Philip Morris CEO: Smoking 'Not That Hard' to Quit

VIDEO: Phillip Morris CEO Louis Camilleri spoke about smoking addiction at annual shareholders meeting.
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Anti-smoking advocates are in an uproar after Philip Morris International Inc. CEO Louis C. Camilleri claimed that cigarettes, though harmful and addictive, are "not that hard" to quit.

"Cigarettes are incredibly addictive, and heavy smokers have a very difficult time quitting," Dr. Len Lichtenfeld, deputy chief medical officer for the American Cancer Society wrote in his blog. "Our statistics in this country show that, for the most part, our ability nationwide to reduce the number of chronic smokers has hit a roadblock."

Camilleri made his statement Wednesday after Elisabeth Gundersen, a nurse with the tobacco industry watchdog group The Nightingale Nurses, cited statistics that tobacco kills more than 400,000 Americans and 5 million people worldwide each year.

More than 20 percent of American adults smoke cigarettes. And some studies suggest that tobacco is just as addictive as hard illegal drugs such as cocaine and heroin.

Although Camilleri clarified his statement by acknowledging that cigarettes are addictive and dangerous, many experts and advocates said that was not enough.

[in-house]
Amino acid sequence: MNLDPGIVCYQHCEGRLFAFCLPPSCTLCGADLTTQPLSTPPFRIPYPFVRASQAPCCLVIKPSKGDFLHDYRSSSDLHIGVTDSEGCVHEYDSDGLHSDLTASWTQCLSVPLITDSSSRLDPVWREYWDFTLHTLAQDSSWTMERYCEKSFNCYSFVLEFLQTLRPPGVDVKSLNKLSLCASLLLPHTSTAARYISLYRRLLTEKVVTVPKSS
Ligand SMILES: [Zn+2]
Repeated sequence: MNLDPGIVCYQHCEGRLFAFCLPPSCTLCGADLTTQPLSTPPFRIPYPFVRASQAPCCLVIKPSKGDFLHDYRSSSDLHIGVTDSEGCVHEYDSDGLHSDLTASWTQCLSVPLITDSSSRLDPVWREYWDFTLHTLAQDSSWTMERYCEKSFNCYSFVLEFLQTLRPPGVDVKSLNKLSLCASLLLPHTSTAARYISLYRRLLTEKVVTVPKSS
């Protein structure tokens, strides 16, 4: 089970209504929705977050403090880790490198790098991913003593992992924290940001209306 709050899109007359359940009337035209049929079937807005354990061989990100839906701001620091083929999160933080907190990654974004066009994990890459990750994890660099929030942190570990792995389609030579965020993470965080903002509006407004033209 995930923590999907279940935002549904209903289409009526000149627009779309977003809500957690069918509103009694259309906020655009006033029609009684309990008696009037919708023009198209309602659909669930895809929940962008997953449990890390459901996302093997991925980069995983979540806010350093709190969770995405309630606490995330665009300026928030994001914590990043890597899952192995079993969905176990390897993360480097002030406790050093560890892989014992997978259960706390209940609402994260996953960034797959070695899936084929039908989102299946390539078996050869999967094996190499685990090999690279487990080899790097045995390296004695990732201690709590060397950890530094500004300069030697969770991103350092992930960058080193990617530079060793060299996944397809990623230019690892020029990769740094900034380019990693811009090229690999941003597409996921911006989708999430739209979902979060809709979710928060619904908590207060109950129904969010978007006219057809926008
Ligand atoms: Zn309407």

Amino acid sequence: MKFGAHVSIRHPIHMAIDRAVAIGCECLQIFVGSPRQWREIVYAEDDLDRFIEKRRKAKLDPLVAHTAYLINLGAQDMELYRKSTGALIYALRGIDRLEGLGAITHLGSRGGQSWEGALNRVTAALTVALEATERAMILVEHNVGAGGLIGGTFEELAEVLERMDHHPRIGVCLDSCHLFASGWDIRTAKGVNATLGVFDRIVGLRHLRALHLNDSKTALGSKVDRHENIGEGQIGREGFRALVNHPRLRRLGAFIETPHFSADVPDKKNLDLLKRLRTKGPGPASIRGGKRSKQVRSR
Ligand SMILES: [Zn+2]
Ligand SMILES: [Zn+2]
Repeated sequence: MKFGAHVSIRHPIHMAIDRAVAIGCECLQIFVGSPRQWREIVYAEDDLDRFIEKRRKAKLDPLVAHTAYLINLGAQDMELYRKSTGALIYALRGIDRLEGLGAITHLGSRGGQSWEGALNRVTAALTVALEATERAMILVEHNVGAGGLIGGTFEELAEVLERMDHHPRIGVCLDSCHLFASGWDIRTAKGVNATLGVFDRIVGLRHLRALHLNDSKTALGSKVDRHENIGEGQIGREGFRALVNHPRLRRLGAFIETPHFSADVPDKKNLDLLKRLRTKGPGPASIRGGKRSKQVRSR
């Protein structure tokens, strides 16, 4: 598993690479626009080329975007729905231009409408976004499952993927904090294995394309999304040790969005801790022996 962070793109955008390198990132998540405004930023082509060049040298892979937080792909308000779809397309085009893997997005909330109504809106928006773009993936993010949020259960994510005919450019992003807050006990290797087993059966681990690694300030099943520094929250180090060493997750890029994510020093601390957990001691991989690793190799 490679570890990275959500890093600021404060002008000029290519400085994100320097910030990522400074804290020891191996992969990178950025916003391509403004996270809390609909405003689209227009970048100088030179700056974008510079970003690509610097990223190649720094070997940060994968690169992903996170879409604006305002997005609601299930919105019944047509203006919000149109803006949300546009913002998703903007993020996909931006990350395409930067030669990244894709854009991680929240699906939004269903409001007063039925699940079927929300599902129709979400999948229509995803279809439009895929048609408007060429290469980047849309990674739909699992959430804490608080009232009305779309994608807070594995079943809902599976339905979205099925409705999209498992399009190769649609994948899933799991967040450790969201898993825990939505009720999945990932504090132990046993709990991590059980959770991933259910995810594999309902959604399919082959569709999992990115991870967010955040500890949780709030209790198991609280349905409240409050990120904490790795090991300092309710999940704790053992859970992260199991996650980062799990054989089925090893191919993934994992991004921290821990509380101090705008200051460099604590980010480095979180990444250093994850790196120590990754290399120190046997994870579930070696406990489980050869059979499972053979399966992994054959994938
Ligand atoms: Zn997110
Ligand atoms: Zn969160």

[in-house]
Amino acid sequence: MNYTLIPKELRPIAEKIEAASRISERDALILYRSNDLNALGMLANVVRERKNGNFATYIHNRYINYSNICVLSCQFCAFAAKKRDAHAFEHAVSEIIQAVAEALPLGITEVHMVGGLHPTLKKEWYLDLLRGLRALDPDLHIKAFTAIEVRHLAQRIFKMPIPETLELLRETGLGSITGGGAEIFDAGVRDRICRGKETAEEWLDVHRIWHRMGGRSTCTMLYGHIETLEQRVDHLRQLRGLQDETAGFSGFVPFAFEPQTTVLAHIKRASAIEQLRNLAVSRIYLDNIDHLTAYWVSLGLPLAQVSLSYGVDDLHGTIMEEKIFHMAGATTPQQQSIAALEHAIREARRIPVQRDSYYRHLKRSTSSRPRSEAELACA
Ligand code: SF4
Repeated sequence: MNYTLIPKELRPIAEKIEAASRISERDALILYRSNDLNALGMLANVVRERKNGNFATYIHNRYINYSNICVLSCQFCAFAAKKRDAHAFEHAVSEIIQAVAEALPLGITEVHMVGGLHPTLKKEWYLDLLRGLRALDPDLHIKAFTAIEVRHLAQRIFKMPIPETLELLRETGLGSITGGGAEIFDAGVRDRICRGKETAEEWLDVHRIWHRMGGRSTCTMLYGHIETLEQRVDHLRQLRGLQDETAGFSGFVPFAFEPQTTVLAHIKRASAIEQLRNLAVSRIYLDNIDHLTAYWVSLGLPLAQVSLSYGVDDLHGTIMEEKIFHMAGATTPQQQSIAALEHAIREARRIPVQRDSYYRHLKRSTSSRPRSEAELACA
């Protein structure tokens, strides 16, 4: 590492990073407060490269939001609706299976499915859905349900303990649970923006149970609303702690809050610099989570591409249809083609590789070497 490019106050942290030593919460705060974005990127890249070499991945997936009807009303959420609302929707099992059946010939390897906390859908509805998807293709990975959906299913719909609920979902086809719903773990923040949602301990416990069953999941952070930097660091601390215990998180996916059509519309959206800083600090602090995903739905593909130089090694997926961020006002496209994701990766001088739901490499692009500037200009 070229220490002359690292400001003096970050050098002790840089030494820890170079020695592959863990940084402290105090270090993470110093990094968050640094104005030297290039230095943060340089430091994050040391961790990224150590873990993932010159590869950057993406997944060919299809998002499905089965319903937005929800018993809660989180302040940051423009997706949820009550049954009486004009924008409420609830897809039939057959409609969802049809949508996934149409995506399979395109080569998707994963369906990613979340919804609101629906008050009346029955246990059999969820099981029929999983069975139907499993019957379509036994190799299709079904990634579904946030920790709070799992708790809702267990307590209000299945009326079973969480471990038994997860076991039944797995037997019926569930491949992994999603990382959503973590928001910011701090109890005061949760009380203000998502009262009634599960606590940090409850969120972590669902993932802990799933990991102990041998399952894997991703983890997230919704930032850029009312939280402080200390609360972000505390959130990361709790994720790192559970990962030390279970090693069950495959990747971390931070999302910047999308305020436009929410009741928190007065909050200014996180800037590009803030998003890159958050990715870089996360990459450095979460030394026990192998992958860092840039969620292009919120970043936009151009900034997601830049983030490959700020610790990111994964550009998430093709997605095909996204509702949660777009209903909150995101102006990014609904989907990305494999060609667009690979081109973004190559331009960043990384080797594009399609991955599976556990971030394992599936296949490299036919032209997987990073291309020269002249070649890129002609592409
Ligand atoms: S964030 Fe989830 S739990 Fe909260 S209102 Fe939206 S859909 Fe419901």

"This statement continues the tobacco industry's long history of denying or downplaying the addictiveness and health risks of its products," Campaign for Tobacco-Free Kids president Matthew L. Myers wrote in response to Camilleri's comment.

Camilleri added that the company has worked hard to ensure the tobacco products are more effectively regulated, and that a larger number of Americans have already quit smoking.

"There are more previous smokers in America today than current smokers," he said.

Although recent laws that have banned smoking indoors and raised taxes on cigarettes have motivated many to quit, advertising has still remained a major way many buy into smoking, according to Dr. John Spangler, associate professor of family medicine at Wake Forest University.

Some studies found that the smoking camel cartoon Joe Camel was more recognizable to children in the 1990s than Mickey Mouse.

"Adolescents are still buying into deceptive advertising," said Spangler, who mentioned that adolescents are one of the largest age groups with the highest likelihood to begin smoking.

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